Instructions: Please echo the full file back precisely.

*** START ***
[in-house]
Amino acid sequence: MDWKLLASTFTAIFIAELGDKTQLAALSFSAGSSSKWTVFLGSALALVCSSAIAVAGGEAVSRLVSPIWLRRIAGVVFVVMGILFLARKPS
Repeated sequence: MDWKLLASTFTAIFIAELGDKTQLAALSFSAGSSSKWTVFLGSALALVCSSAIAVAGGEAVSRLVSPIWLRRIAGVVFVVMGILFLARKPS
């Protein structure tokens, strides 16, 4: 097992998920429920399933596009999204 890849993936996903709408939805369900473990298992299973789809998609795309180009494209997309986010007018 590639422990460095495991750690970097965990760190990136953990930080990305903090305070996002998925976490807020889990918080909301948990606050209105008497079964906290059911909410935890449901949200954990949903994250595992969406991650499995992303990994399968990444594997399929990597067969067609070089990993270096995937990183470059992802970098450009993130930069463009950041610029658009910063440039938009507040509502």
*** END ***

[in-house]
Amino acid sequence: MDWKLLASTFTAIFIAELGDKTQLAALSFSAGSSSKWTVFLGSALALVCSSAIAVAGGEAVSRLVSPIWLRRIAGVVFVVMGILFLARKPS
Repeated sequence: MDWKLLASTFTAIFIAELGDKTQLAALSFSAGSSSKWTVFLGSALALVCSSAIAVAGGEAVSRLVSPIWLRRIAGVVFVVMGILFLARKPS
């Protein structure tokens, strides 16, 4: 097992998920429920399933596009999204 890849993936996903709408939805369900473990298992299973789809998609795309180009494209997309986010007018 590639422990460095495991750690970097965990760190990136953990930080990305903090305070996002998925976490807020889990918080909301948990606050209105008497079964906290059911909410935890449901949200954990949903994250595992969406991650499995992303990994399968990444594997399929990597067969067609070089990993270096995937990183470059992802970098450009993130930069463009950041610029658009910063440039938009507040509502």